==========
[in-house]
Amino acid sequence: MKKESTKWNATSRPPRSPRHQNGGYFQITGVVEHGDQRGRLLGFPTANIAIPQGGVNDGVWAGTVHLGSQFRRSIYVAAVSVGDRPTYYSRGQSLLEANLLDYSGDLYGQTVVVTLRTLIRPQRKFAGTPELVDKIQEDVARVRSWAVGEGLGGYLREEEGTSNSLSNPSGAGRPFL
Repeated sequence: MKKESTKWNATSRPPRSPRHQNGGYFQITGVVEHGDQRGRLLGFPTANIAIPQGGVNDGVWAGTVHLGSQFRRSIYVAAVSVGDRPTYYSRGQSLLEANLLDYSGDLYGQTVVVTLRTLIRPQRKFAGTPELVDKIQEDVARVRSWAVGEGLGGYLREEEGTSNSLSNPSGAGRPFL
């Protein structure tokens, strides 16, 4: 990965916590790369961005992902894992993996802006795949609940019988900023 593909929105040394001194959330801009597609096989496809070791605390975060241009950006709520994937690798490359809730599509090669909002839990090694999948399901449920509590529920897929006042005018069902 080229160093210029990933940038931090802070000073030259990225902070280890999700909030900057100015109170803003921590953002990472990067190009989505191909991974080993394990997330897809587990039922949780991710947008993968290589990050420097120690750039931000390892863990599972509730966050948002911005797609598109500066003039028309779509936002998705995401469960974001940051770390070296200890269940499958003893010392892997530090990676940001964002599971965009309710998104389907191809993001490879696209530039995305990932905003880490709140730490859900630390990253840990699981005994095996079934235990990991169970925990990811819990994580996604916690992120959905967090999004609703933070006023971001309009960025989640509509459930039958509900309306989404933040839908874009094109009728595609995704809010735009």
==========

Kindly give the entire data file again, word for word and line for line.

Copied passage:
[in-house]
Amino acid sequence: MKKESTKWNATSRPPRSPRHQNGGYFQITGVVEHGDQRGRLLGFPTANIAIPQGGVNDGVWAGTVHLGSQFRRSIYVAAVSVGDRPTYYSRGQSLLEANLLDYSGDLYGQTVVVTLRTLIRPQRKFAGTPELVDKIQEDVARVRSWAVGEGLGGYLREEEGTSNSLSNPSGAGRPFL
Repeated sequence: MKKESTKWNATSRPPRSPRHQNGGYFQITGVVEHGDQRGRLLGFPTANIAIPQGGVNDGVWAGTVHLGSQFRRSIYVAAVSVGDRPTYYSRGQSLLEANLLDYSGDLYGQTVVVTLRTLIRPQRKFAGTPELVDKIQEDVARVRSWAVGEGLGGYLREEEGTSNSLSNPSGAGRPFL
């Protein structure tokens, strides 16, 4: 990965916590790369961005992902894992993996802006795949609940019988900023 593909929105040394001194959330801009597609096989496809070791605390975060241009950006709520994937690798490359809730599509090669909002839990090694999948399901449920509590529920897929006042005018069902 080229160093210029990933940038931090802070000073030259990225902070280890999700909030900057100015109170803003921590953002990472990067190009989505191909991974080993394990997330897809587990039922949780991710947008993968290589990050420097120690750039931000390892863990599972509730966050948002911005797609598109500066003039028309779509936002998705995401469960974001940051770390070296200890269940499958003893010392892997530090990676940001964002599971965009309710998104389907191809993001490879696209530039995305990932905003880490709140730490859900630390990253840990699981005994095996079934235990990991169970925990990811819990994580996604916690992120959905967090999004609703933070006023971001309009960025989640509509459930039958509900309306989404933040839908874009094109009728595609995704809010735009």